Schools, factories, fields, office jobs, stores, hospitals, all need additional hands and lots of them to implement the protective measures needed. Millions of jobs that don’t require intensive training could be available today. Workers could be in training to learn how to do the rest.
What is in the way? Wasting our time waiting for politicians to sweep us up out of all of this. The fight for jobs can start now, here. It is a natural thing for workers to do. It is a survival tactic. Power in numbers exists in every workplace and neighborhood. Fighting hand in hand for equal jobs for all eliminates divisions and the racism we are encountering.
What are we waiting for?
Sep 14, 2020
Joe Prude knew his brother Daniel needed help, so he called emergency services. Daniel Prude was given a mental health evaluation—and released.
At 3 a.m. the next morning, March 23, Daniel fled his brother’s house and took off his clothes. Naked and bleeding, he knew he needed help: a passerby recorded a video of Daniel Prude begging someone to call emergency services for him. But instead of help, they sent the police. Rochester, New York cops put a “spit hood” over Prude’s head and held him face down on the street for more than two minutes, until he stopped breathing.
In Tucson, Arizona, in April, Carlos Ingram Lopez was also going through a mental health crisis. He also took off his clothes in public—and police held him face down, handcuffed, for 12 minutes, while he pleaded for water, and for his nana, until his heart stopped.
These killings provoked enough outrage to draw attention. But many police killings that are called “justified” also involve someone in crisis. War veteran Joseph Jesk was shot by police in Bridgeview, Illinois last October, after he allegedly pulled a BB gun on a cop. On August 25, Damian Daniels’ brother called for help, but when police arrived they killed Damien, a veteran, after they say he reached for a gun. The list goes on, and on, and on.
When the police don’t kill, they bring mentally ill people to jail. According to the Cook County Sheriff, about one third of the 7,000 people in the jail on any night have serious mental health problems, making Cook County Jail in Chicago the country’s largest concentration of people in need of mental health care.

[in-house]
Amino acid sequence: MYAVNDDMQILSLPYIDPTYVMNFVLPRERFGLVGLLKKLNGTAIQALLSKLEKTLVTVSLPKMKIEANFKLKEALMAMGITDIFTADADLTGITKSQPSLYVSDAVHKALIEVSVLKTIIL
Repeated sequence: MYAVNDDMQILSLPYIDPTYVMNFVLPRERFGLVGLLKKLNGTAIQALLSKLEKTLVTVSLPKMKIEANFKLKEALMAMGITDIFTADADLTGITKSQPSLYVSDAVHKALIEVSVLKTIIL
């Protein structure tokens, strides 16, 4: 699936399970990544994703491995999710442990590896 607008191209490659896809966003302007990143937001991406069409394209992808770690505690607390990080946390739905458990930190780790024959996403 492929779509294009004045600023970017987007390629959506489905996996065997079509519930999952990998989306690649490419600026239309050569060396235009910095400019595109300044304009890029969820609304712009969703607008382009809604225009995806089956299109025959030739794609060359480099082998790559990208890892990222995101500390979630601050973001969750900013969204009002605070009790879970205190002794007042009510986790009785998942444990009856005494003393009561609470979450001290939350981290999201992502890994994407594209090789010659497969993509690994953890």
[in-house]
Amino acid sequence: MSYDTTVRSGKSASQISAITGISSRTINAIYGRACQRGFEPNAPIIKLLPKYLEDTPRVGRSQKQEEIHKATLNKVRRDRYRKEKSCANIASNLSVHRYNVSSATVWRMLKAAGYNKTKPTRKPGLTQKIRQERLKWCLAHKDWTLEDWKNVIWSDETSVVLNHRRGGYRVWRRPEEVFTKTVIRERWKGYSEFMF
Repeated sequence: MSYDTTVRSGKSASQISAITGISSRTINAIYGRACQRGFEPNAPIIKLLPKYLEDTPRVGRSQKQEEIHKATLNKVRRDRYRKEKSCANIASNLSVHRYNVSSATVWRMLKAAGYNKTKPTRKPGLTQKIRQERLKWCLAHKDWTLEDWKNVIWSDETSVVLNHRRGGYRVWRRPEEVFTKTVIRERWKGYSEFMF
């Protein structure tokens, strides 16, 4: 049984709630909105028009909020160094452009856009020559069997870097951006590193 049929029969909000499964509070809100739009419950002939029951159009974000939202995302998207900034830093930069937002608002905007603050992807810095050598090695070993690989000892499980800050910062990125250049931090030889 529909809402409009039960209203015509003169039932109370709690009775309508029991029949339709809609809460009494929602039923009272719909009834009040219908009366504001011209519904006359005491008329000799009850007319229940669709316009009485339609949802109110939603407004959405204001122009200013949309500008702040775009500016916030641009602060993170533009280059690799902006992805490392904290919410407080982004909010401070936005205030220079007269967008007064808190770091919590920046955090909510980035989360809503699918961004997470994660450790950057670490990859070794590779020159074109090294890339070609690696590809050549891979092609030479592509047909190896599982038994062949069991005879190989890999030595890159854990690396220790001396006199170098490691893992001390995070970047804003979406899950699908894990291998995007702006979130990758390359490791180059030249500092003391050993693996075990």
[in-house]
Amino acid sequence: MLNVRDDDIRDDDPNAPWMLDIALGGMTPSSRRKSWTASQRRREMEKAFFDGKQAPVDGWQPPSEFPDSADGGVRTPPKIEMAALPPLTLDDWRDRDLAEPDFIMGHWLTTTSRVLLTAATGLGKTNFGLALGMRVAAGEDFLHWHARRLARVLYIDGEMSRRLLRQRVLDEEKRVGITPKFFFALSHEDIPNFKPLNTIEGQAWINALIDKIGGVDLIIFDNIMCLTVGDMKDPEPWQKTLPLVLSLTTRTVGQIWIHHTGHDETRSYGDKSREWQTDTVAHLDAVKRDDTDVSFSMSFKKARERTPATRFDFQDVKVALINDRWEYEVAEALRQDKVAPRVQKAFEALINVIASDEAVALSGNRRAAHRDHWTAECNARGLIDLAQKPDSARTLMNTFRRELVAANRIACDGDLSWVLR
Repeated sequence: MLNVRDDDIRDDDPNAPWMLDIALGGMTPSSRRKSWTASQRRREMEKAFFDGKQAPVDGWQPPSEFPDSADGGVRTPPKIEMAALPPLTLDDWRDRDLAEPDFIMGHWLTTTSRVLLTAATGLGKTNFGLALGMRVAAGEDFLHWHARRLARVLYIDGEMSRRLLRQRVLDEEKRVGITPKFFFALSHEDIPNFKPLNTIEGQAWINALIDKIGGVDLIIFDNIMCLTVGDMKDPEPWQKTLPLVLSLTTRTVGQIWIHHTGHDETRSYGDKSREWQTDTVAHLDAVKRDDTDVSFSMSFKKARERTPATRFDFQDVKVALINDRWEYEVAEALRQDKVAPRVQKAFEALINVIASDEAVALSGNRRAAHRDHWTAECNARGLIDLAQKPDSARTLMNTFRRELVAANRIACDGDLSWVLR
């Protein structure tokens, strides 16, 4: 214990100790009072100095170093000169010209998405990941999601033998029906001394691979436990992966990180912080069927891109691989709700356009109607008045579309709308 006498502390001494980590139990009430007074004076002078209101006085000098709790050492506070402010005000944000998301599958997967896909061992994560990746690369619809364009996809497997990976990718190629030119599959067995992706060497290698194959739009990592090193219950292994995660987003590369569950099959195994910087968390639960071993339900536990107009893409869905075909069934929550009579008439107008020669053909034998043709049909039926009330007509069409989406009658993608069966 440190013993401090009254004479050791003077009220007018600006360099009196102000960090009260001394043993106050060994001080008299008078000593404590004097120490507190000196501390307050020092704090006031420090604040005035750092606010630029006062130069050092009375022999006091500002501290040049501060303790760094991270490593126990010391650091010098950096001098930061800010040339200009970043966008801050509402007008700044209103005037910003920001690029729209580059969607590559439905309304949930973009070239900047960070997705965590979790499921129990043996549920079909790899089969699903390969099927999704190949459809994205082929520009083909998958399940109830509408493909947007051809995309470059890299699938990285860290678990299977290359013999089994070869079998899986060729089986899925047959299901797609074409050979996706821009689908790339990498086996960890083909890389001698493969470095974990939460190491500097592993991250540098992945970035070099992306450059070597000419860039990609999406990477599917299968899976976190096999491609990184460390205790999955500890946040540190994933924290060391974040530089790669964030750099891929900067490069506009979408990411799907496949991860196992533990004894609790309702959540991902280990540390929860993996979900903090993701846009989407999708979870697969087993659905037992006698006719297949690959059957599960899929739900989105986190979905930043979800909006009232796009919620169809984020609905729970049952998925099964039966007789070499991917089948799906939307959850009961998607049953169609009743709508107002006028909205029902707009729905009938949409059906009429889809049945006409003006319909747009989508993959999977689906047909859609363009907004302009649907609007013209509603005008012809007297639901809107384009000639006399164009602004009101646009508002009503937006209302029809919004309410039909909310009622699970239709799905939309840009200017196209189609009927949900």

The people who run this country, at every level, have made the conscious choice not to spend the money to provide mental health care to those who need it. Yet we live in a society that by its very functioning creates mental health problems, from addiction to PTSD. So mentally ill people are forced to rely on their families, or pushed onto the streets.
And when they reach a crisis point, there is no one to send but the police—the same police who every day brutalize Black people and Latinos like Daniel Prude, Damian Daniels, and Carlos Ingram Lopez.
From the perspective of the capitalists who run this society, if they don’t have family members who can afford expensive private treatment, the mentally ill are just a problem to be dealt with, as cheaply as possible.
The working class has a different interest: in building a society in which our friends and family members in crisis can get help, get treated like human beings—and stay alive.
Sep 14, 2020
Historic, record-breaking fires have swept through the entire West Coast of the United States, creating a 1,000 mile curtain of flames and thick smoke. As of this writing, fires have burned nearly five million acres, an area comparable to the size of the state of New Jersey. Entire towns, along with thousands of homes and businesses, have already gone up in flames.
The state of Oregon has been particularly hard hit, with 40,000 forced to evacuate and another half million people, 10% of the state’s population, in evacuation alert zones, ready to evacuate at a moment’s notice. Nobody knows yet how many people have died. But officials fear very high casualties.